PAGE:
Friday, 27 January 2012

Don't feed the monkies!

Having spent three days in the city revisiting a few of the sights from our original trip, we decided to go further afield and visit the Bukit Timah Nature Reserve in the central part of Singapore.

Although the reserve only makes up 0.2% of Singapore's total area (163 hectares), it is amazingly rich in biodiversity. This precious enclave of primary rainforest has approx. 40% of the nation's flora and fauna - over 500 species of animals and 840 flowering plants. Parts of the reserve were once an active quarrying site in the mid-1900s, and the abandoned quarry has now been developed into the Hindhede Nature Park.

Hindhede Quarry, which is part of the Hindhede Nature Park
Taking the bus from Chinatown all the way up to the Upper Burkit Timah road, it was quite strange to see one of the largest patches of primary rainforest in Singapore in such close proximity to the edge of the city. Apparently, the only other city in the world with a primary rainforest within the city limit is Rio de Janeiro in Brazil. 


Once we were inside the nature reserve it became difficult to imagine that there was a bustling city on the doorstep, however, the reserve is very popular with locals especially joggers and mountain-bikers who can use specially-allocated bike trails. Starting off on the beginner's trail (Route 1), the most challenging part of the walk was the steep incline up to the first hut (Kruing Hut), once we reached this point the journey to the 163m summit was much easier. I wouldn't consider myself unfit but the heat and humidity certainly didn't help! However, as with every other day in Singapore a thunderstorm broke in the early afternoon, which provided a welcome cool-down! Its become quite easy to predict the next down-pour would be, but unfortunately its not so easy to predict how long it would last....

Walking around the main track were heard a loud snapping sound above our heads as a branch came crashing through the tree canopy to on to the floor of the forested area. This put us a little on edge in case of other falling branches.

We saw all sorts of animals throughout the reserve including a monitor lizard feeding at the visitor's centre, both the Slender and Plantain Squirrels, a small snake, the St Andrew's Cross Spider as well as several long-tailied macaques and a terrapin swimming in the Hindhede Quarry. Feeding the animals is strictly prohibited and can earn you a hefty fine, however, this doesn't stop some cheeky macaques from hounding you for food! On a more serious note, if this isn't carefully managed then you start to get problems like we experienced with the Barbary Apes of Gibraltar where they were being fed all kinds of junk food by tourists and the local taxi drivers to the point where the apes became quite aggressive to each other and humans who wanted to enjoy them for what they were.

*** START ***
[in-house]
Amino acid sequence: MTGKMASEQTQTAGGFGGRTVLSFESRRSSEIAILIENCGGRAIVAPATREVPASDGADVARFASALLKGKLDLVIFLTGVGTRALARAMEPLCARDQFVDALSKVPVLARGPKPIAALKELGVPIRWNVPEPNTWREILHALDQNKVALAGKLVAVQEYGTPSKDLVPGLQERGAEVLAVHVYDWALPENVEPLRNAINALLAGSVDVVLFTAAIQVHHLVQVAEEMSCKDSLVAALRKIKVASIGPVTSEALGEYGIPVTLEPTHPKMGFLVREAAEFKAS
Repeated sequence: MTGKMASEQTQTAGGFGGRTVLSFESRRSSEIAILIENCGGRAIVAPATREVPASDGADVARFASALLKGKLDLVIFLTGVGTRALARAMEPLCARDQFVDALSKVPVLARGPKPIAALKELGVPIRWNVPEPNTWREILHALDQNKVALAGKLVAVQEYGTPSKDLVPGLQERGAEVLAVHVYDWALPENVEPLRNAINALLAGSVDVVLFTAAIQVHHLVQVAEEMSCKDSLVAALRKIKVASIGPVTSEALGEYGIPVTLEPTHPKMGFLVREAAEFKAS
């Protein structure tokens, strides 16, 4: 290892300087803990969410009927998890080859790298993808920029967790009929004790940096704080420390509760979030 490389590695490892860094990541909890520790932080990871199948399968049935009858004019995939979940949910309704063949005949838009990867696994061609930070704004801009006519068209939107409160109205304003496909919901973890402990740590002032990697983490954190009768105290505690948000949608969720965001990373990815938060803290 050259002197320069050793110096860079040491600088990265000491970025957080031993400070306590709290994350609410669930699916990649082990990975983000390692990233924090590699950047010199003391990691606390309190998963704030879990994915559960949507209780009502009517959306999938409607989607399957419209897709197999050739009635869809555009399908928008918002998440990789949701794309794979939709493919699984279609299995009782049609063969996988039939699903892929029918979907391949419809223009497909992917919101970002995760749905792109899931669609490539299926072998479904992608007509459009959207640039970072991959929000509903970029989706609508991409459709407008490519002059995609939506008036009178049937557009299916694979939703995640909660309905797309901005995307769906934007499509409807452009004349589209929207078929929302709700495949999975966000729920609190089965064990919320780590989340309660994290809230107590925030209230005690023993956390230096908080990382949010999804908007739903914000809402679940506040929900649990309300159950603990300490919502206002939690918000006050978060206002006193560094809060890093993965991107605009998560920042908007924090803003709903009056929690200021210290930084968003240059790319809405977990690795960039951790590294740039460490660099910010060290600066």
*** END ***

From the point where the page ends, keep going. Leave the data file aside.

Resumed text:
Long-tailed macaque feeding in the tree canopy

Barbury Apes on the Rock of Gibraltar

Thursday, 26 January 2012

Chinese New Year

Since our arrival to Singapore, there have been various events across the city to mark the build up to the Chinese New Year on 24th January, ranging from the nightly Chinatown street market and the surrounding streets decked with bright and colourful dragon-themed decorations, to a floating venue on the River Hongbao.  Each year is determined by a different animal used in the Chinese zodiac (12 in total) with one of 5 different earthly elements: wood, fire, earth, metal and water. 2012 is the year of the water dragon. 

Having spent most of our time on Pagoda Street in Chinatown, we decided to venture down to The Float at Marina Bay to experience some of the traditional Chinese festivities, with the stunning Marina Bay skyline as a backdrop. On display throughout were gigantic handcrafted lanterns in the form of dragons and all the other animals of the Chinese zodiac. Venturing back into the heart of Chinatown, we hoped to catch the fireworks display before midnight, however, the streets around Chinatown became impossible to navigate due to the shear number of people out welcoming in the new year. In the end we gave up and went back to our hostel to try and catch a glimpse of the fireworks from our dorm window, which was a bit of a shame as apparently Chinese New Year is the only time of the year when you can see firecrackers being set off in Singapore. However, in typical fashion, out of nowhere came a torrential downpour only minutes from midnight, so in a funny way we were better off missing the fireworks! 

View down Trengganu Street
Pagoda Street at night with the Chinatown Market

Chinese New Year decorations down New Bridge Road

Unsurprisingly the streets around Chinatown the next day were very quiet...

Chinese New Year is celebrated in a number of countries and territories with significant Chinese
populations, such as China (obviously), as well as Hong Kong, Indonesia, Macau, Malaysia, Philippines, Taiwan, Thailand, and also in cities which have Chinatowns elsewhere - pictures of  some of the other lunar new year celebrations around the world can be viewed here.